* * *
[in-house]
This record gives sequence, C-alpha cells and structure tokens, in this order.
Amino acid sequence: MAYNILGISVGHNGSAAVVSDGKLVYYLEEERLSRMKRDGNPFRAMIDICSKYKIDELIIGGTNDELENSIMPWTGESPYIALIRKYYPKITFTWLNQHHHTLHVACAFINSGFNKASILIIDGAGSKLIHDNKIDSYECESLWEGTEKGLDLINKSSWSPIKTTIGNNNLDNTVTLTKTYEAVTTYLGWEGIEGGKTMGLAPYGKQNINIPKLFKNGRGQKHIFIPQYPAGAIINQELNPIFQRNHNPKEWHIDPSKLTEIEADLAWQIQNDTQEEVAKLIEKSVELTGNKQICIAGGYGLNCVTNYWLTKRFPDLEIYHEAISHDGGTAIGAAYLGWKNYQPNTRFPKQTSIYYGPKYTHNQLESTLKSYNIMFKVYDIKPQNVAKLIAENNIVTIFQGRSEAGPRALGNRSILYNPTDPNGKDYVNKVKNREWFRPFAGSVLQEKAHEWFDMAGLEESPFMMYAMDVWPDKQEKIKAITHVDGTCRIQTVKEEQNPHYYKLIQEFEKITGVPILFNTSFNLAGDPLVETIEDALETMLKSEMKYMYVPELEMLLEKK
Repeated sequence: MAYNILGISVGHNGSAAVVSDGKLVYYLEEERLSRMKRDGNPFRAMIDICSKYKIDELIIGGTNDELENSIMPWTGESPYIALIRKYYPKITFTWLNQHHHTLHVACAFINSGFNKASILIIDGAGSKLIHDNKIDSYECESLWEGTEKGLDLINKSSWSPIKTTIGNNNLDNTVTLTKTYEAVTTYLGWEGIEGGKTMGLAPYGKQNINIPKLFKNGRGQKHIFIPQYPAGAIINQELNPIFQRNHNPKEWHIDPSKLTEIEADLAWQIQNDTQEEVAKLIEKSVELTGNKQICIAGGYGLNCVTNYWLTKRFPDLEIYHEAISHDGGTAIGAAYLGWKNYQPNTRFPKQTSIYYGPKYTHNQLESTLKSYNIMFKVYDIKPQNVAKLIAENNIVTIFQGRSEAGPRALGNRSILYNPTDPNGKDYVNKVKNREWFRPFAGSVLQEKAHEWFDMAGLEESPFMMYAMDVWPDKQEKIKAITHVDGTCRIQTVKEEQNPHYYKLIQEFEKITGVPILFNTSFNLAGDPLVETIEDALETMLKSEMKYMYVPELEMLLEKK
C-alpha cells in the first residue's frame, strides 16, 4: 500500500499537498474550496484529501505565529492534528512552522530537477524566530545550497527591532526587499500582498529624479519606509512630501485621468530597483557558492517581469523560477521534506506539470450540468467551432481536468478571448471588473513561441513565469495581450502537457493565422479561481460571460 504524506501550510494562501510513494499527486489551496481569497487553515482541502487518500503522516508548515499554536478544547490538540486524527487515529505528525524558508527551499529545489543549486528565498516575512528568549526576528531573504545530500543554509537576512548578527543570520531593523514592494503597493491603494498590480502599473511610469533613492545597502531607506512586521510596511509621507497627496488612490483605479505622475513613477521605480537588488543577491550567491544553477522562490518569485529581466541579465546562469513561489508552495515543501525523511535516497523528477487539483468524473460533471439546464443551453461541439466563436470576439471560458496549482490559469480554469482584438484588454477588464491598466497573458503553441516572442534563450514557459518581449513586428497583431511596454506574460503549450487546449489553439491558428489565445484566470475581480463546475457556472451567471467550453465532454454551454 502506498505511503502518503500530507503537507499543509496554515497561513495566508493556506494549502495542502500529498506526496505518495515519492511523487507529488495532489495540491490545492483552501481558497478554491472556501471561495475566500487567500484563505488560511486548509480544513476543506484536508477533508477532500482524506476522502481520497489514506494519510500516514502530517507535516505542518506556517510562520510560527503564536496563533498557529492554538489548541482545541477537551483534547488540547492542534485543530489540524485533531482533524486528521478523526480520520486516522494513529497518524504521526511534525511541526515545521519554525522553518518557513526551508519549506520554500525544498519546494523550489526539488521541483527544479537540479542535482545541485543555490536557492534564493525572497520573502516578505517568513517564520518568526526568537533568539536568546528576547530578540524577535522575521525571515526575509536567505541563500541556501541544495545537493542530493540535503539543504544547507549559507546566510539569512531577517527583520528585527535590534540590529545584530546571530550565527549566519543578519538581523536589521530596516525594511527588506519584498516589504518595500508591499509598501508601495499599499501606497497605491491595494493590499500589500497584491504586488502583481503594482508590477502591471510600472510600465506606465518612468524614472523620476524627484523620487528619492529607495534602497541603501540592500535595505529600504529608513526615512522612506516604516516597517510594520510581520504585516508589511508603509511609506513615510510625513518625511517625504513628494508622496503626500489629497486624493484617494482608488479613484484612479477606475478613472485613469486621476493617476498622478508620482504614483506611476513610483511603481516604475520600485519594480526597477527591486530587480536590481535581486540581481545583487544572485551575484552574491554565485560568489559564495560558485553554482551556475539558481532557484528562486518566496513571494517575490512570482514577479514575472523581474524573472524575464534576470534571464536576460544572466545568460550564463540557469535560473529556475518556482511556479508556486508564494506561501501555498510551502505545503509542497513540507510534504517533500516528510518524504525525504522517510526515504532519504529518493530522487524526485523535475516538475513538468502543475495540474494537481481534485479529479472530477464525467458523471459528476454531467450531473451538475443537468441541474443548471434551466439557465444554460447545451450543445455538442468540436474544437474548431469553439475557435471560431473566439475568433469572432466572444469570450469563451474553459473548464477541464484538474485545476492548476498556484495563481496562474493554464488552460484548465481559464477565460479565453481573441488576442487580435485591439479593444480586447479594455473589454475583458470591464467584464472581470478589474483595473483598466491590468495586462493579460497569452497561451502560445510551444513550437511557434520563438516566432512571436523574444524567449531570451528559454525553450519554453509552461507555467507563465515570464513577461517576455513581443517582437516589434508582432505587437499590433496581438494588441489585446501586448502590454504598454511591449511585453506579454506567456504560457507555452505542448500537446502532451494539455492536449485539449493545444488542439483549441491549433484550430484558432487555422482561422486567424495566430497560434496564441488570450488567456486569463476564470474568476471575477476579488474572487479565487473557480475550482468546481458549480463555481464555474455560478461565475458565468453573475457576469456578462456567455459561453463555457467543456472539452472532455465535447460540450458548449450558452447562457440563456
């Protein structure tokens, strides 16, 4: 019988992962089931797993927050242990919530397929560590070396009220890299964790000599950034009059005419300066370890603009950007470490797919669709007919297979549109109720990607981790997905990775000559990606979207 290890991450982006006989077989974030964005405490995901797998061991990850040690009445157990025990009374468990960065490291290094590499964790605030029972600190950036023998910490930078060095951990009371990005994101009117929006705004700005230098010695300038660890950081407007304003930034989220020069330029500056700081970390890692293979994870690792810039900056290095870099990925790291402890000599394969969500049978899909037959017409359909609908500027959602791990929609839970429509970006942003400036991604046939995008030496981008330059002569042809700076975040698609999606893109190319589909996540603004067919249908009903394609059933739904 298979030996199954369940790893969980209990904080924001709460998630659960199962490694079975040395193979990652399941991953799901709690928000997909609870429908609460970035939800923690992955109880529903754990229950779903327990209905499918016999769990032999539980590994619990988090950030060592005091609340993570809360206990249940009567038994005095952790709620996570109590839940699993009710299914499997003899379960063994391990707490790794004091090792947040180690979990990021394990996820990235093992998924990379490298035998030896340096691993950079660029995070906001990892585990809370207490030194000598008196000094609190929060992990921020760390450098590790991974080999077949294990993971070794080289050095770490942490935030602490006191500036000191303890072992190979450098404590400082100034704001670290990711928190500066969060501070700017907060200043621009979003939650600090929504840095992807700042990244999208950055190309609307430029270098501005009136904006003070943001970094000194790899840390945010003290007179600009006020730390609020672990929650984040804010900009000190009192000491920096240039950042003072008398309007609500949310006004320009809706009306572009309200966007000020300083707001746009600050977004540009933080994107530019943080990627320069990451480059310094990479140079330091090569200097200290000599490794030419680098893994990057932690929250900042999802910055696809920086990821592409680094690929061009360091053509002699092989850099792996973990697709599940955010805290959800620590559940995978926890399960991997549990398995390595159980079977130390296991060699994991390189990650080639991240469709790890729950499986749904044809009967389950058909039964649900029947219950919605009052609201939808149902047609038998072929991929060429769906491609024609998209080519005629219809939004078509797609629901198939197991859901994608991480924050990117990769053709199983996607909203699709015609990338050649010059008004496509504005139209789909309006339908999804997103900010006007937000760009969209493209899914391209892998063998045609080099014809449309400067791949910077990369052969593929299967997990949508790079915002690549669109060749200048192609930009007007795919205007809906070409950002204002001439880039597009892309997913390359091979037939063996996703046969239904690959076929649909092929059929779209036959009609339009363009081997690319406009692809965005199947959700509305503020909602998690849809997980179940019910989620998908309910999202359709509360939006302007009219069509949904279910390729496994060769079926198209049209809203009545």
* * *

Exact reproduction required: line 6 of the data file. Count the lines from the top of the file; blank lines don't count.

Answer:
């Protein structure tokens, strides 16, 4: 019988992962089931797993927050242990919530397929560590070396009220890299964790000599950034009059005419300066370890603009950007470490797919669709007919297979549109109720990607981790997905990775000559990606979207 290890991450982006006989077989974030964005405490995901797998061991990850040690009445157990025990009374468990960065490291290094590499964790605030029972600190950036023998910490930078060095951990009371990005994101009117929006705004700005230098010695300038660890950081407007304003930034989220020069330029500056700081970390890692293979994870690792810039900056290095870099990925790291402890000599394969969500049978899909037959017409359909609908500027959602791990929609839970429509970006942003400036991604046939995008030496981008330059002569042809700076975040698609999606893109190319589909996540603004067919249908009903394609059933739904 298979030996199954369940790893969980209990904080924001709460998630659960199962490694079975040395193979990652399941991953799901709690928000997909609870429908609460970035939800923690992955109880529903754990229950779903327990209905499918016999769990032999539980590994619990988090950030060592005091609340993570809360206990249940009567038994005095952790709620996570109590839940699993009710299914499997003899379960063994391990707490790794004091090792947040180690979990990021394990996820990235093992998924990379490298035998030896340096691993950079660029995070906001990892585990809370207490030194000598008196000094609190929060992990921020760390450098590790991974080999077949294990993971070794080289050095770490942490935030602490006191500036000191303890072992190979450098404590400082100034704001670290990711928190500066969060501070700017907060200043621009979003939650600090929504840095992807700042990244999208950055190309609307430029270098501005009136904006003070943001970094000194790899840390945010003290007179600009006020730390609020672990929650984040804010900009000190009192000491920096240039950042003072008398309007609500949310006004320009809706009306572009309200966007000020300083707001746009600050977004540009933080994107530019943080990627320069990451480059310094990479140079330091090569200097200290000599490794030419680098893994990057932690929250900042999802910055696809920086990821592409680094690929061009360091053509002699092989850099792996973990697709599940955010805290959800620590559940995978926890399960991997549990398995390595159980079977130390296991060699994991390189990650080639991240469709790890729950499986749904044809009967389950058909039964649900029947219950919605009052609201939808149902047609038998072929991929060429769906491609024609998209080519005629219809939004078509797609629901198939197991859901994608991480924050990117990769053709199983996607909203699709015609990338050649010059008004496509504005139209789909309006339908999804997103900010006007937000760009969209493209899914391209892998063998045609080099014809449309400067791949910077990369052969593929299967997990949508790079915002690549669109060749200048192609930009007007795919205007809906070409950002204002001439880039597009892309997913390359091979037939063996996703046969239904690959076929649909092929059929779209036959009609339009363009081997690319406009692809965005199947959700509305503020909602998690849809997980179940019910989620998908309910999202359709509360939006302007009219069509949904279910390729496994060769079926198209049209809203009545």